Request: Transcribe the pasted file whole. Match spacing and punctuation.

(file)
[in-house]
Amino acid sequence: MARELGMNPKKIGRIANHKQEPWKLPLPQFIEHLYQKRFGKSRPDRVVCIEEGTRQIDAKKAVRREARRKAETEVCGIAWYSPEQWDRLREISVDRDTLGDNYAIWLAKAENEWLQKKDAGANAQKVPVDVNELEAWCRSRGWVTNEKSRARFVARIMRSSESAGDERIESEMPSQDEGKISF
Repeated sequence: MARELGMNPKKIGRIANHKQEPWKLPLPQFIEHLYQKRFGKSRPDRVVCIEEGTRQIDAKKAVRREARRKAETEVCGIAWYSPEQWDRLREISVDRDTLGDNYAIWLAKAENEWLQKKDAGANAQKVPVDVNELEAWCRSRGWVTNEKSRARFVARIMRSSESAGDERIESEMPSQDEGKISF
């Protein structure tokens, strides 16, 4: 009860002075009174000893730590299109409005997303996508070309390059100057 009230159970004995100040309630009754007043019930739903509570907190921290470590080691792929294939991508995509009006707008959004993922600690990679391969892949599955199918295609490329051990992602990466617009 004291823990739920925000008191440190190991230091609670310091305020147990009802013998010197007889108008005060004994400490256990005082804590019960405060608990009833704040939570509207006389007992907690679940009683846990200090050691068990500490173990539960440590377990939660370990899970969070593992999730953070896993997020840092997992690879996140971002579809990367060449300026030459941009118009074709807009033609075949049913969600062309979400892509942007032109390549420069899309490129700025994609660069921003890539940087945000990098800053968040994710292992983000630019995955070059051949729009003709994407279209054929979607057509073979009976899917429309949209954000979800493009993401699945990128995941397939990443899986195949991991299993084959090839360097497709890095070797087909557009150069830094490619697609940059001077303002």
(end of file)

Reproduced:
[in-house]
Amino acid sequence: MARELGMNPKKIGRIANHKQEPWKLPLPQFIEHLYQKRFGKSRPDRVVCIEEGTRQIDAKKAVRREARRKAETEVCGIAWYSPEQWDRLREISVDRDTLGDNYAIWLAKAENEWLQKKDAGANAQKVPVDVNELEAWCRSRGWVTNEKSRARFVARIMRSSESAGDERIESEMPSQDEGKISF
Repeated sequence: MARELGMNPKKIGRIANHKQEPWKLPLPQFIEHLYQKRFGKSRPDRVVCIEEGTRQIDAKKAVRREARRKAETEVCGIAWYSPEQWDRLREISVDRDTLGDNYAIWLAKAENEWLQKKDAGANAQKVPVDVNELEAWCRSRGWVTNEKSRARFVARIMRSSESAGDERIESEMPSQDEGKISF
């Protein structure tokens, strides 16, 4: 009860002075009174000893730590299109409005997303996508070309390059100057 009230159970004995100040309630009754007043019930739903509570907190921290470590080691792929294939991508995509009006707008959004993922600690990679391969892949599955199918295609490329051990992602990466617009 004291823990739920925000008191440190190991230091609670310091305020147990009802013998010197007889108008005060004994400490256990005082804590019960405060608990009833704040939570509207006389007992907690679940009683846990200090050691068990500490173990539960440590377990939660370990899970969070593992999730953070896993997020840092997992690879996140971002579809990367060449300026030459941009118009074709807009033609075949049913969600062309979400892509942007032109390549420069899309490129700025994609660069921003890539940087945000990098800053968040994710292992983000630019995955070059051949729009003709994407279209054929979607057509073979009976899917429309949209954000979800493009993401699945990128995941397939990443899986195949991991299993084959090839360097497709890095070797087909557009150069830094490619697609940059001077303002």